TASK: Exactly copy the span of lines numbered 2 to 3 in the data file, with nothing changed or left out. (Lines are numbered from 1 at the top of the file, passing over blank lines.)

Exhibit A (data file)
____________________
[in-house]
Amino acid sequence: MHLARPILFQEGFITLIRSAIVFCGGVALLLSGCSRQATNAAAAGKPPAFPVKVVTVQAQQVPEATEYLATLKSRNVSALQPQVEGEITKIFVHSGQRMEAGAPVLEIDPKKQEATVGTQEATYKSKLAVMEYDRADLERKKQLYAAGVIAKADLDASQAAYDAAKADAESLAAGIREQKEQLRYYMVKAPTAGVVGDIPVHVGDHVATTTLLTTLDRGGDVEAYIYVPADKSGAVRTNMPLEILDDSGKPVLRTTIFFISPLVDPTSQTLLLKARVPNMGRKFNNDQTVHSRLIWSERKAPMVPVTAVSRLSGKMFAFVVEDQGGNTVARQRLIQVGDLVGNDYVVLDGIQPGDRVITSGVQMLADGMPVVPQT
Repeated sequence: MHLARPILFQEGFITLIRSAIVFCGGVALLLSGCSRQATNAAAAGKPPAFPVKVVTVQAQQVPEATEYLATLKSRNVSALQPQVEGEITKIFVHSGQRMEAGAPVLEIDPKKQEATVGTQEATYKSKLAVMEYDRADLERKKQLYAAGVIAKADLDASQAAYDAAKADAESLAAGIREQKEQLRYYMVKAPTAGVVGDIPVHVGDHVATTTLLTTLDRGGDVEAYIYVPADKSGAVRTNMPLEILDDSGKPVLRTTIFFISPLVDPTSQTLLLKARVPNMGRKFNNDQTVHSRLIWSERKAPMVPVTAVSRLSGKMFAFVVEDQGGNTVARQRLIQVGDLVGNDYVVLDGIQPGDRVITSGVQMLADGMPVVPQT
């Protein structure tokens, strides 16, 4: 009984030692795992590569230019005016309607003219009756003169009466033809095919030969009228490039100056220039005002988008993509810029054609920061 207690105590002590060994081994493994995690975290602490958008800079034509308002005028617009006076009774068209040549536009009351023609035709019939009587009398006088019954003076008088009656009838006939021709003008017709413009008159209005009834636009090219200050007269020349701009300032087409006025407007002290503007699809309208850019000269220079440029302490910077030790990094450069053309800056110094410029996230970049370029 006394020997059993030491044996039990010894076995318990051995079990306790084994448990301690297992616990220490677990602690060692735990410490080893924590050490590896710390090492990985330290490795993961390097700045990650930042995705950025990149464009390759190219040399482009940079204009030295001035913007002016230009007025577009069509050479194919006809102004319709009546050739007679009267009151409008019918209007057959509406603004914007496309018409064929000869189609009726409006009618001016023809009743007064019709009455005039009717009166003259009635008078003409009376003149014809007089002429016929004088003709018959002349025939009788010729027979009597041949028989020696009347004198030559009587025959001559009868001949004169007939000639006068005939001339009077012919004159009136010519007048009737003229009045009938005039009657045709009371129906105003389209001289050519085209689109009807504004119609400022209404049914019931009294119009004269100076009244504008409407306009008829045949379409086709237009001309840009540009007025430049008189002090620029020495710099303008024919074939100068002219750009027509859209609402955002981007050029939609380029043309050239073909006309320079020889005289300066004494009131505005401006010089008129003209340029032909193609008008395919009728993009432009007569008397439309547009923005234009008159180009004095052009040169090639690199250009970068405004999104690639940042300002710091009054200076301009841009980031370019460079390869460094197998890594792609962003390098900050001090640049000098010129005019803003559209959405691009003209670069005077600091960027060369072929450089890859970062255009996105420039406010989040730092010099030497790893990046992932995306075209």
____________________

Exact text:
Amino acid sequence: MHLARPILFQEGFITLIRSAIVFCGGVALLLSGCSRQATNAAAAGKPPAFPVKVVTVQAQQVPEATEYLATLKSRNVSALQPQVEGEITKIFVHSGQRMEAGAPVLEIDPKKQEATVGTQEATYKSKLAVMEYDRADLERKKQLYAAGVIAKADLDASQAAYDAAKADAESLAAGIREQKEQLRYYMVKAPTAGVVGDIPVHVGDHVATTTLLTTLDRGGDVEAYIYVPADKSGAVRTNMPLEILDDSGKPVLRTTIFFISPLVDPTSQTLLLKARVPNMGRKFNNDQTVHSRLIWSERKAPMVPVTAVSRLSGKMFAFVVEDQGGNTVARQRLIQVGDLVGNDYVVLDGIQPGDRVITSGVQMLADGMPVVPQT
Repeated sequence: MHLARPILFQEGFITLIRSAIVFCGGVALLLSGCSRQATNAAAAGKPPAFPVKVVTVQAQQVPEATEYLATLKSRNVSALQPQVEGEITKIFVHSGQRMEAGAPVLEIDPKKQEATVGTQEATYKSKLAVMEYDRADLERKKQLYAAGVIAKADLDASQAAYDAAKADAESLAAGIREQKEQLRYYMVKAPTAGVVGDIPVHVGDHVATTTLLTTLDRGGDVEAYIYVPADKSGAVRTNMPLEILDDSGKPVLRTTIFFISPLVDPTSQTLLLKARVPNMGRKFNNDQTVHSRLIWSERKAPMVPVTAVSRLSGKMFAFVVEDQGGNTVARQRLIQVGDLVGNDYVVLDGIQPGDRVITSGVQMLADGMPVVPQT